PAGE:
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her benefits as well, including a pleasant experience, a greater degree of self-control, less difficulty falling asleep, decreased blood pressure, less irritability, and a more positive outlook on life. The reason relaxation training is so effective is because it works on the Emotional component of pain - our natural tendency to fight or escape from the Sensation of pain. This attempt to fight or escape is unpleasant itself, and it causes profound physiological changes that intensify the Sensation of pain. Thus we end up caught in a "spiral of agony", in which the Emotional component of pain intensifies the Sensation component, and vice versa. The interaction of the Emotional and Sensation components is particularly evident in the most common types of pain, lower back pain and headache. When a person has back pain, the normal tendency is to fight the pain and to try to protect against it.  Unfortunately, this creates a lot of muscle tension, which makes the pain much worse. The muscle tension puts more pressure on disks and nerves, and is also a primary cause of pain as the muscles fatigue and cramp. Because the back pain sufferer wants to escape from the pain, there is a desperate attempt to turn attention away from the source. Thus the poor victim cannot tell that an additional cause of pain is the muscle tension - the sufferer is not paying attention. With headache pain there is a similar reaction. The headache sufferer attempts to brace and defend against the pain, but this creates muscle tension, along with blood vessel and hormonal changes that pour gasoline on the fire of suffering. One way to break this spiral of agony is to reduce the Emotional component of pain by learning to relax at will. Relaxation is the opposite of the fight or flight defensive reaction. Relaxation feels good, while fight/flight feels bad. When you are relaxed, you are content with things the way they are - you are not struggling to change them. Relaxation is also a reposed state that conserves energy, whereas the intensity of the fight/flight reaction wastes energy. It is very difficult for many people to relax. It is particularly difficult if you are unaware of how stressed you are. Relaxation training involves learning to become aware of how much you are stressed or tense. It also involves learning to relax your muscles, and to lower your general state of nervous arousal. With practice, most people can learn to become aware of their state of stress, and to relax when needed. Relaxation is particularly effective as a preventative measure for certain types of pain, including headache, backache, and TMJ (temporomandibular joint pain, or jaw pain). By learning to relax and de-stress before you experience pain, you can prevent its onset. Relaxation can also be used to break out of the spiral of agony after the pain has started, but this takes much more practice because it is more difficult to employ. It takes great skill to relax completely in the face of an assault of pain. The most common type of relaxation training is progressive muscle relaxation. In this technique you go through the body, tensing and relaxing major muscle groups in turn. For example, you start with your lower body, tensing the muscles in the calves, and then releasing them. Then you move up the body, tensing and relaxing the muscles in the upper legs, and so on. The reason for tensing the muscles first is so that you become aware of the difference between tension and relaxation. This awareness is key in learning to detect when you are stressed, so it is crucial that you pay attention to the difference in feeling between tension and relaxation. Below is a script you can use to learn progressive muscle relaxation. You can record this on tape, or you can simply perform the exercise as you read it. After doing it a few times you will remember the procedure. There are a few general guidelines for learning this technique. First, choose a warm, comfortable place. Second, always breathe deeply through your abdomen, not your chest. This takes practice. When you are stressed or engaged in fight/flight, your stomach tightens and your breathing is shallow. To counteract this, soften your belly and breathe deeply. Place your hand over your abdomen and take a deep breath in and out. Let the air flow in low. Your stomach should rise and fall with your breathing. Your chest and shoulders should be relaxed. Finally, make sure you allocate enough time to do it. You should spend at least a minute on each body part, and you should do it when you are not rushed or preoccupied with other things. It only takes about ten minutes. Practice at least twice a day. First thing in the morning and the last thing at night are ideal. This technique will help you start the day relaxed and refreshed, and will also help you fall asleep at night. It is normal for busy thoughts to intrude while you are learning this technique. This problem will lessen as you continue to practice. Do not get frustrated by these intrusive thoughts - simply return to your practice when the thoughts are over. Here is a script that also includes a bit of relaxing imagery: Find a place that's comfortable and quiet, and sit or lie down. Make sure you are warm, and cover your legs and feet if you need to. Close your eyes (if you are not reading this) and relax. Just let go. Now let's take a couple of deep breaths. Start with an exhale, gently emptying the air from your lungs. Push out as much air as you can while still remaining relaxed. Now breathe in, letting the air expand your tummy. Keep your chest relaxed, and breathe in as much as you can. Hold the air in your lungs while you count to three (one, two, three).  Now exhale with a sigh. Relax, and let go of all your tensions. One more deep breath in, hold it for a count of three (one, two, three).  Now exhale with a sigh. Feel the tension leaving with your out-breath. You feel more relaxed with every breath. Bring your awareness down to your feet. As you breathe slowly and deeply,stretch out your toes. Now flex them back. Feel the tension in your feet. Now breathe out slowly, and let go of all tension in your feet.Your feet are relaxed now. Feel that relaxation. Your feet feel heavy and warm. Bring your awareness to your legs, buttocks, and stomach. As you breathe in slowly and deeply,press your legs down and squeeze your buttocks together. Now lift up on your legs and tighten your stomach. Feel the tension in your legs, buttocks, and stomach. Now breathe out, and let go of all tension. Exhale all the air. Imagine your legs melting like butter in the sun. Be aware of the feeling in your lower body. It is relaxed and warm now. Bring your awareness to your lower back and stomach. Exhale and squeeze your stomach in tightly. Now as you inhale deeply, push your stomach out and arch your lower back. Feel the tension in your stomach and back. Now breathe out slowly and let go. Your stomach and back are relaxed now. Feel the relaxation. Bring your awareness to your upper back and shoulders. As you breathe in,shrug your shoulders tightly up against your ears. Now squeeze your shoulder blades back and together. Feel the tension. Now breathe out slowly and let go of all tension. Exhale all the air. Be aware of the feeling in your shoulders and upper back. They are relaxed now. Your arms feel like they are sinking in warm water. Your hands feel heavy and very warm. Bring your awareness to your jaw, face, and temples. As you inhale deeply, close your eyes and jaw tightly, and squeeze up your face. Now open your jaw and tense your neck. Feel the tension. Now breathe out slowly and let go of all the tension. Your head and neck are relaxed now. Feel the relaxation. Imagine a cool breeze gently blowing across your face. Your head feels cool and light. Your whole body is relaxed and calm. ======================================= Pain - The Most Common Problem Pain is the most common medical problem, and it accounts for the most trips to medical professionals. Headache is the most common pain complaint if we combine all types of headache, for example, migraine, cluster, tension, etc. Chronic lower back pain alone is the most frequent cause of visits to physicians' offices, with the exception of the common cold.  Estimates are that from 60%-80% of the population will suffer from lower back pain at some time in their lives. Twelve percent of all sick leave is taken because of lower back pain, and lower back pain accounts for 25% of all compensatable disabilities in the workplace. Fortunately, psychological intervention is very effective in relieving pain in these areas. Several modern studies have found that conventional psychological approaches are at least as effective as drugs. © 2016 by Dr. Ken Pfeiffer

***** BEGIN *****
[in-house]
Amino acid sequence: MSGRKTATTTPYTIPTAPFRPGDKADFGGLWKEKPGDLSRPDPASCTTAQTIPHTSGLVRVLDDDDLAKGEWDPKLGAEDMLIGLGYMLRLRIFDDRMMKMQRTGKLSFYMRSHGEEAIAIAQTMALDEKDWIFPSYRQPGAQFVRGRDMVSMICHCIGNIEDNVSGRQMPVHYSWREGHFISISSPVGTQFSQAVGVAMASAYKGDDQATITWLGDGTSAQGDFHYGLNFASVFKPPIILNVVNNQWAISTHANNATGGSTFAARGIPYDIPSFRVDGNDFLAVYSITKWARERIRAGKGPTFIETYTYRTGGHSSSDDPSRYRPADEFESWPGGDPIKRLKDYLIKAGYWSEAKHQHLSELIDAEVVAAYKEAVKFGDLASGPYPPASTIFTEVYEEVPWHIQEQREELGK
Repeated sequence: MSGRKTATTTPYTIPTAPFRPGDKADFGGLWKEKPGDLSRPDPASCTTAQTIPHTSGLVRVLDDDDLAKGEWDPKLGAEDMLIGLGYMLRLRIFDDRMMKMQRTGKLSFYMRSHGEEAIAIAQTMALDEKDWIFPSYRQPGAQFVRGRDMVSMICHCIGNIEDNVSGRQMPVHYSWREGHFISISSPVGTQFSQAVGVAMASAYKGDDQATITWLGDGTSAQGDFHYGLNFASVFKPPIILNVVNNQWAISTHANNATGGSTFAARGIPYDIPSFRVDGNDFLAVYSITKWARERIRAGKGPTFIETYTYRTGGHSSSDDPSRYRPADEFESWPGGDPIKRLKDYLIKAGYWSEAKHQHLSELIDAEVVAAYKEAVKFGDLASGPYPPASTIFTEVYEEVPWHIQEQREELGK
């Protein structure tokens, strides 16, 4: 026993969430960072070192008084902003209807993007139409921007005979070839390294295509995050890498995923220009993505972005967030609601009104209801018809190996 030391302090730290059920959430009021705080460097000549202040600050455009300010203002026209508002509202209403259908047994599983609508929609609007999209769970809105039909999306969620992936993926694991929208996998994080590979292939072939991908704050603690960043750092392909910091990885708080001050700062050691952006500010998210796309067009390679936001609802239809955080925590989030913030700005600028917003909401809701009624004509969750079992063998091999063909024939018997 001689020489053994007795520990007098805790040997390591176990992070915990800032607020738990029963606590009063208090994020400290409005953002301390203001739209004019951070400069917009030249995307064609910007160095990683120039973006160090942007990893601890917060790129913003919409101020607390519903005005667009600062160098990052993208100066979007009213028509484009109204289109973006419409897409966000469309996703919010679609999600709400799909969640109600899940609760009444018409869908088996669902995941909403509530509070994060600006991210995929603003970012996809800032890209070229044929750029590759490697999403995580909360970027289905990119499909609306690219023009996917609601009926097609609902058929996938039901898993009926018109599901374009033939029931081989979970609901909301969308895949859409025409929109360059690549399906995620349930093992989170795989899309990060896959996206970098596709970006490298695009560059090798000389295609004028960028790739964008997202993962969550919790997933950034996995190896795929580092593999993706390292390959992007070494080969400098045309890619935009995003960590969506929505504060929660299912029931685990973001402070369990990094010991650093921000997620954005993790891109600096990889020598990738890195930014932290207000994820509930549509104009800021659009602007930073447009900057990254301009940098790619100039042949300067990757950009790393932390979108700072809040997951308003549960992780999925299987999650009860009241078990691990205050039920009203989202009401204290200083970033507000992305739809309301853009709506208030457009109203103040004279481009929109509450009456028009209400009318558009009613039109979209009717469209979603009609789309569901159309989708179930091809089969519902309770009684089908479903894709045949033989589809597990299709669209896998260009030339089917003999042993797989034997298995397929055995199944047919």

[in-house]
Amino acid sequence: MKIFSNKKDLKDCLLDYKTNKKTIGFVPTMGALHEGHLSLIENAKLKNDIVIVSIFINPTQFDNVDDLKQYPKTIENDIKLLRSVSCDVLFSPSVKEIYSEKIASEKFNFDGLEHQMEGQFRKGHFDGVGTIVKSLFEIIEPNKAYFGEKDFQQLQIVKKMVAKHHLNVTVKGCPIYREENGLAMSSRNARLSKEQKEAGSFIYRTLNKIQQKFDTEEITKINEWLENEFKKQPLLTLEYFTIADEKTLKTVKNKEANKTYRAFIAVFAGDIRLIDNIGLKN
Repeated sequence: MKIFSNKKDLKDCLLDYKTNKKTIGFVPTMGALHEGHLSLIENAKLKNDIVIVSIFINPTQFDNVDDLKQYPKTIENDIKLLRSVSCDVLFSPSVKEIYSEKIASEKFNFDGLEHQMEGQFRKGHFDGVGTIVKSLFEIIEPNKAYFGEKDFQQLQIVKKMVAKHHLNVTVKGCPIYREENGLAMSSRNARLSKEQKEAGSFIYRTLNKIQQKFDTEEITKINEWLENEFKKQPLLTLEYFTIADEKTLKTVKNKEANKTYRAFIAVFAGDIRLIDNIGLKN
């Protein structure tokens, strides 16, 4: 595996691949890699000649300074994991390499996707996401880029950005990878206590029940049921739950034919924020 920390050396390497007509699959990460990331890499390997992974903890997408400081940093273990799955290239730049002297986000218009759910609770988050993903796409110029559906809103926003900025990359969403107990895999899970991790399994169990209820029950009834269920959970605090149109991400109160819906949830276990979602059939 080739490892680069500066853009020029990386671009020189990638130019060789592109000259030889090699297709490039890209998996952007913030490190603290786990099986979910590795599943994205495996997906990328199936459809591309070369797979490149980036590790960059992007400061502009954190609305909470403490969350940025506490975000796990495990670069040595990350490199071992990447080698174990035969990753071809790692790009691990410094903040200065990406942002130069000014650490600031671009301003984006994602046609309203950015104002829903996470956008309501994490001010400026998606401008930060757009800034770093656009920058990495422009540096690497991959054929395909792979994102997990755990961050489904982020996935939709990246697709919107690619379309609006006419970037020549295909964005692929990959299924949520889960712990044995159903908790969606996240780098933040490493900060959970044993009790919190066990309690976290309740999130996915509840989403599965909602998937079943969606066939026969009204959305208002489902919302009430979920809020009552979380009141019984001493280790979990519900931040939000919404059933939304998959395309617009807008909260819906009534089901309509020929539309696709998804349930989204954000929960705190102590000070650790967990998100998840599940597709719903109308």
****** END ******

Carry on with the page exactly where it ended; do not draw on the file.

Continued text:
Relaxation Training / Common Problem of Pain